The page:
The firm, the Wolfe Law Group, argues that the new regulations violate lawyers' freedom of speech rights. In addition to waging a battle in the courtroom, the firm also has created the Facebook group "Blog No Evil" and a blog titled "Blogging is Speaking," devoted to criticizing the new requirements.
"The restrictive rules will operate to stifle the dissemination of discourse and knowledge into the information marketplace, thereby harming the public at large and the legal profession itself," the firm says in a lawsuit filed this week in federal district court in the eastern district of Louisiana against the state's attorney disciplinary board.
The lawyers argue that the rules will prevent them from discussing legal issues online and will also harm consumers by impeding their ability to receive information about legal matters.
Among other provisions, the regulations require lawyers to submit ads for pre-publication review at a cost of $175 per ad. If blog posts are deemed ads, attorneys would potentially be required to pay for vetting each time they write a new post, or even comment on other people's blogs.
"By charging $175.00 to the plaintiffs for each blog post, bulletin board comment, twitter posting and/or other instance of ... 'computer-assessed communication,' the government would place a significant burden on the plaintiffs," the lawsuit alleges.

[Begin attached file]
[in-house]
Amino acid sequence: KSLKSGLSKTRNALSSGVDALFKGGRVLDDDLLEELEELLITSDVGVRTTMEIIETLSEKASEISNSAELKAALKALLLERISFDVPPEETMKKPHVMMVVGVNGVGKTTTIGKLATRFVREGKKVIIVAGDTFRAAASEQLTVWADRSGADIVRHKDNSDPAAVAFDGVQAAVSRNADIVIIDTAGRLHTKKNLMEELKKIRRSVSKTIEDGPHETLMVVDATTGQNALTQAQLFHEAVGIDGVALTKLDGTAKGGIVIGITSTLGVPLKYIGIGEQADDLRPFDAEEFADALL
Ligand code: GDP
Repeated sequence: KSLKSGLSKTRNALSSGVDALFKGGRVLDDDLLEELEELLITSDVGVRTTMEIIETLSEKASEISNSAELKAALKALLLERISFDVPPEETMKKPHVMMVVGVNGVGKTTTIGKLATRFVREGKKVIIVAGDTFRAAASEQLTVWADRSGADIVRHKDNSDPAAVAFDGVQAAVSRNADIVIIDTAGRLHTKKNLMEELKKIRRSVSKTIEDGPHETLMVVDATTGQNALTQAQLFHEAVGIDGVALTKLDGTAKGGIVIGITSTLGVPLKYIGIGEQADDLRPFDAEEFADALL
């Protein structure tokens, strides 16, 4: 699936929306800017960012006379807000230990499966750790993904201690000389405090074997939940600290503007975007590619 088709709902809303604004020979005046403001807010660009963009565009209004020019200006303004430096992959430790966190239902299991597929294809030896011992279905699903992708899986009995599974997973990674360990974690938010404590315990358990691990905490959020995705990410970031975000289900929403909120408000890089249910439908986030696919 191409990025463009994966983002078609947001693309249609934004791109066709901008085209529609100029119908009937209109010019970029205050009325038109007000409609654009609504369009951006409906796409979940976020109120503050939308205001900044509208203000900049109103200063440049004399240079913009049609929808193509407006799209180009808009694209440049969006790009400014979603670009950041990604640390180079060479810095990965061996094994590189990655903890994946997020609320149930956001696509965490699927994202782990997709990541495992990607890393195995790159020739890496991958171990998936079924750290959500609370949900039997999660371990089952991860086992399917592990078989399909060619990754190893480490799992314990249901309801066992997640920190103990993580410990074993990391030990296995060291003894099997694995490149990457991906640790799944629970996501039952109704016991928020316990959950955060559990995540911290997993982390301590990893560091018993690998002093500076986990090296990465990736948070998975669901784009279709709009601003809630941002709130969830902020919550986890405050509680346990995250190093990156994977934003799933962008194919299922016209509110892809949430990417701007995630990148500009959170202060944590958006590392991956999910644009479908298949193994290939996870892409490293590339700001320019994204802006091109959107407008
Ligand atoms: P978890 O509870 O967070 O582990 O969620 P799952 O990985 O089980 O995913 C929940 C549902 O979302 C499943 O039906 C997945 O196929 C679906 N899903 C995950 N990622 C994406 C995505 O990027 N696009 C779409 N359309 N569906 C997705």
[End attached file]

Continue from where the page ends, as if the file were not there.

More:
The new rules also require that lawyers' ads include the name of an attorney and the location of an office. But the Wolfe Group says this mandate could make it impossible to advertise on search engines, where space for ad copy is extremely limited.
Internet law experts say Louisiana's approach is problematic because advertising is entitled to First Amendment protection, though less than pure editorial content.
"It's hard to justify a governmental interest in this type of speech," said Citizen Media Law Project director David Ardia. "A lawyer who wants to start a blog or a law professor who wants to post to the Volokh Conspiracy (a prominent legal site) should be able to do that," he said.
Ardia adds that the regulations appear to stem from an impulse to control attorneys' public images rather than to protect consumers from fraud. "It's about maintaining a certain view of the legal profession," he said. "That's a specious argument for governmental regulation. As a society that values open and free speech, that's not something we want to countenance."
Eric Goldman, director of the High Tech Law Institute at Santa Clara University, agreed. "This is a good and important challenge to a poorly conceived rule," he said of the lawsuit.
Chuck Plattsmier, Louisiana's chief disciplinary counsel, said he couldn't comment on the case because he hadn't been served with the complaint.
He added that the rules were passed to after the state legislature had started conducting hearings about lawyer advertising in response to citizens' concerns about "misleading and inappropriate" ads.
The new regulations are slated to take effect in April.